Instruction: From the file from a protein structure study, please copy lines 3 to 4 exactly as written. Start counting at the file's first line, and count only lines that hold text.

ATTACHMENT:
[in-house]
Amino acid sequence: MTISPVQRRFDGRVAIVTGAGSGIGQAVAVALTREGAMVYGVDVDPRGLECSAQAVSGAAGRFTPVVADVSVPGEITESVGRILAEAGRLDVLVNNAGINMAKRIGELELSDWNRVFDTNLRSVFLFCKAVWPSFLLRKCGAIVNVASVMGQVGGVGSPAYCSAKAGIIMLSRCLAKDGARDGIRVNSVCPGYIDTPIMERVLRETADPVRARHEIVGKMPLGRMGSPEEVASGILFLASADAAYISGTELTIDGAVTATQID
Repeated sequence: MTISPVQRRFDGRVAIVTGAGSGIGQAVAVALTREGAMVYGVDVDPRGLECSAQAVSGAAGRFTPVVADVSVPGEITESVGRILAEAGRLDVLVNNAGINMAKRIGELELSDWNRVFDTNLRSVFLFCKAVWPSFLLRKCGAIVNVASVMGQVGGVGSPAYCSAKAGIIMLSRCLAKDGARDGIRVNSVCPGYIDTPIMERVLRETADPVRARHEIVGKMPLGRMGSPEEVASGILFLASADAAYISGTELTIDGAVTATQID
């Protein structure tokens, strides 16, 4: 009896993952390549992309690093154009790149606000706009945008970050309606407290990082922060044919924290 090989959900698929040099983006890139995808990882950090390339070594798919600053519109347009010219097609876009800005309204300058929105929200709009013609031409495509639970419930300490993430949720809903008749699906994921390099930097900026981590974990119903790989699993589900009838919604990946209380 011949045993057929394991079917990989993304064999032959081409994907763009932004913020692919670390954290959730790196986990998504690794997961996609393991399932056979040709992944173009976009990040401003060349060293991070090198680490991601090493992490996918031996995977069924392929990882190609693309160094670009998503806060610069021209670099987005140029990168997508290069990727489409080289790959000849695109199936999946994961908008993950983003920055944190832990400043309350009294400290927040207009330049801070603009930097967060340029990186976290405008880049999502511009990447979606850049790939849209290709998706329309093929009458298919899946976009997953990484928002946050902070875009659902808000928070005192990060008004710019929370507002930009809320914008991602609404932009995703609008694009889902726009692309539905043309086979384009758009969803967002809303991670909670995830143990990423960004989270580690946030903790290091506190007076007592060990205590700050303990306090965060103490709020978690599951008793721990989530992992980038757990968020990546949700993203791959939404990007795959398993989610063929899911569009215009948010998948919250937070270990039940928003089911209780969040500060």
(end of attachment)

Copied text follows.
Repeated sequence: MTISPVQRRFDGRVAIVTGAGSGIGQAVAVALTREGAMVYGVDVDPRGLECSAQAVSGAAGRFTPVVADVSVPGEITESVGRILAEAGRLDVLVNNAGINMAKRIGELELSDWNRVFDTNLRSVFLFCKAVWPSFLLRKCGAIVNVASVMGQVGGVGSPAYCSAKAGIIMLSRCLAKDGARDGIRVNSVCPGYIDTPIMERVLRETADPVRARHEIVGKMPLGRMGSPEEVASGILFLASADAAYISGTELTIDGAVTATQID
């Protein structure tokens, strides 16, 4: 009896993952390549992309690093154009790149606000706009945008970050309606407290990082922060044919924290 090989959900698929040099983006890139995808990882950090390339070594798919600053519109347009010219097609876009800005309204300058929105929200709009013609031409495509639970419930300490993430949720809903008749699906994921390099930097900026981590974990119903790989699993589900009838919604990946209380 011949045993057929394991079917990989993304064999032959081409994907763009932004913020692919670390954290959730790196986990998504690794997961996609393991399932056979040709992944173009976009990040401003060349060293991070090198680490991601090493992490996918031996995977069924392929990882190609693309160094670009998503806060610069021209670099987005140029990168997508290069990727489409080289790959000849695109199936999946994961908008993950983003920055944190832990400043309350009294400290927040207009330049801070603009930097967060340029990186976290405008880049999502511009990447979606850049790939849209290709998706329309093929009458298919899946976009997953990484928002946050902070875009659902808000928070005192990060008004710019929370507002930009809320914008991602609404932009995703609008694009889902726009692309539905043309086979384009758009969803967002809303991670909670995830143990990423960004989270580690946030903790290091506190007076007592060990205590700050303990306090965060103490709020978690599951008793721990989530992992980038757990968020990546949700993203791959939404990007795959398993989610063929899911569009215009948010998948919250937070270990039940928003089911209780969040500060």